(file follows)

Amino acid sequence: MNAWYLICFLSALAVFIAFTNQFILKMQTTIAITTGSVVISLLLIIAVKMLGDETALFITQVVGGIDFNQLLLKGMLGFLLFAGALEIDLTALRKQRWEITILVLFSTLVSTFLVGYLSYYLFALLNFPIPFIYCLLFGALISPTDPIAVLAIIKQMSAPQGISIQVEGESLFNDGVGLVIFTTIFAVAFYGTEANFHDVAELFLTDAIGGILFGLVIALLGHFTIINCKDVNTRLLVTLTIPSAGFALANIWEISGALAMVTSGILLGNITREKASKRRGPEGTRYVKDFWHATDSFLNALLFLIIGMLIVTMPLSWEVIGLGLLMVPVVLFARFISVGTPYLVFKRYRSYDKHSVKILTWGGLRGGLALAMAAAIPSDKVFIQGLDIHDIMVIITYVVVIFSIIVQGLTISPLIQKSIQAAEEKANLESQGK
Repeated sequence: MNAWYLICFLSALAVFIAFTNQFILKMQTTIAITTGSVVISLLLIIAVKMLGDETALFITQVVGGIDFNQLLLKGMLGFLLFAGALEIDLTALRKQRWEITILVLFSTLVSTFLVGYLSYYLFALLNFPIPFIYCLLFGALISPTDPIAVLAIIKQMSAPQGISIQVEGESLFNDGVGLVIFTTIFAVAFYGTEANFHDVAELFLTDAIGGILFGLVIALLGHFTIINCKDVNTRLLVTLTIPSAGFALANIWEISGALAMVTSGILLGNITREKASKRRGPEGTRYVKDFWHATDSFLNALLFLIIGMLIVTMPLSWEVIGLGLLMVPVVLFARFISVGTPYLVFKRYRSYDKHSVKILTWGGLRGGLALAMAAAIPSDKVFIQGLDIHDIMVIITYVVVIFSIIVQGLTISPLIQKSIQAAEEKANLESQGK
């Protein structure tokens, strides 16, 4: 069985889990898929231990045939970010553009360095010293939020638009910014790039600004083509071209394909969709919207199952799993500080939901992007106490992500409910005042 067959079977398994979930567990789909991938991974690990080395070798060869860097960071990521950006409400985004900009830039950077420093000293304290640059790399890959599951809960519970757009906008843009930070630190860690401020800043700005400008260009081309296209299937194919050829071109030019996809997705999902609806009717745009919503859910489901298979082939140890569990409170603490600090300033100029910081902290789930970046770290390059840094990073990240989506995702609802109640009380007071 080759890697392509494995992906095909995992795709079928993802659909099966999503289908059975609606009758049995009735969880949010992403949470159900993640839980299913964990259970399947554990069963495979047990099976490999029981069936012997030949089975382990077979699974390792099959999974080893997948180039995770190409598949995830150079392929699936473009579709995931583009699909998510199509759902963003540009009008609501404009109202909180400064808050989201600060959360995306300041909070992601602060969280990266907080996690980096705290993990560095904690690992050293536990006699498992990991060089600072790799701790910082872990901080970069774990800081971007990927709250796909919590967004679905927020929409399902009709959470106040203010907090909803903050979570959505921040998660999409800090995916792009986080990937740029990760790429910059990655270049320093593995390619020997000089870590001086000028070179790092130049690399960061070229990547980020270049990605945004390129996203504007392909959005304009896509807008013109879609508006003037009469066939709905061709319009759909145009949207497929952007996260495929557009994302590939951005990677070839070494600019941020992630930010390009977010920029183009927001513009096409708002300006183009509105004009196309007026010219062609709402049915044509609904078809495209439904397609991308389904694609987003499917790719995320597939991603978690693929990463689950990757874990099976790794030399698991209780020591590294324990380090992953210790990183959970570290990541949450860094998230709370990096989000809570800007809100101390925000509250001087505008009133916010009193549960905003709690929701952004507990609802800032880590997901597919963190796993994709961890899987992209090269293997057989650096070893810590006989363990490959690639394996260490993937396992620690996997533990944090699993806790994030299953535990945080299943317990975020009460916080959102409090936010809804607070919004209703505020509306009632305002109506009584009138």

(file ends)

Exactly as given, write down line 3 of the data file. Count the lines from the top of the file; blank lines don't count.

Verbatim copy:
């Protein structure tokens, strides 16, 4: 069985889990898929231990045939970010553009360095010293939020638009910014790039600004083509071209394909969709919207199952799993500080939901992007106490992500409910005042 067959079977398994979930567990789909991938991974690990080395070798060869860097960071990521950006409400985004900009830039950077420093000293304290640059790399890959599951809960519970757009906008843009930070630190860690401020800043700005400008260009081309296209299937194919050829071109030019996809997705999902609806009717745009919503859910489901298979082939140890569990409170603490600090300033100029910081902290789930970046770290390059840094990073990240989506995702609802109640009380007071 080759890697392509494995992906095909995992795709079928993802659909099966999503289908059975609606009758049995009735969880949010992403949470159900993640839980299913964990259970399947554990069963495979047990099976490999029981069936012997030949089975382990077979699974390792099959999974080893997948180039995770190409598949995830150079392929699936473009579709995931583009699909998510199509759902963003540009009008609501404009109202909180400064808050989201600060959360995306300041909070992601602060969280990266907080996690980096705290993990560095904690690992050293536990006699498992990991060089600072790799701790910082872990901080970069774990800081971007990927709250796909919590967004679905927020929409399902009709959470106040203010907090909803903050979570959505921040998660999409800090995916792009986080990937740029990760790429910059990655270049320093593995390619020997000089870590001086000028070179790092130049690399960061070229990547980020270049990605945004390129996203504007392909959005304009896509807008013109879609508006003037009469066939709905061709319009759909145009949207497929952007996260495929557009994302590939951005990677070839070494600019941020992630930010390009977010920029183009927001513009096409708002300006183009509105004009196309007026010219062609709402049915044509609904078809495209439904397609991308389904694609987003499917790719995320597939991603978690693929990463689950990757874990099976790794030399698991209780020591590294324990380090992953210790990183959970570290990541949450860094998230709370990096989000809570800007809100101390925000509250001087505008009133916010009193549960905003709690929701952004507990609802800032880590997901597919963190796993994709961890899987992209090269293997057989650096070893810590006989363990490959690639394996260490993937396992620690996997533990944090699993806790994030299953535990945080299943317990975020009460916080959102409090936010809804607070919004209703505020509306009632305002109506009584009138």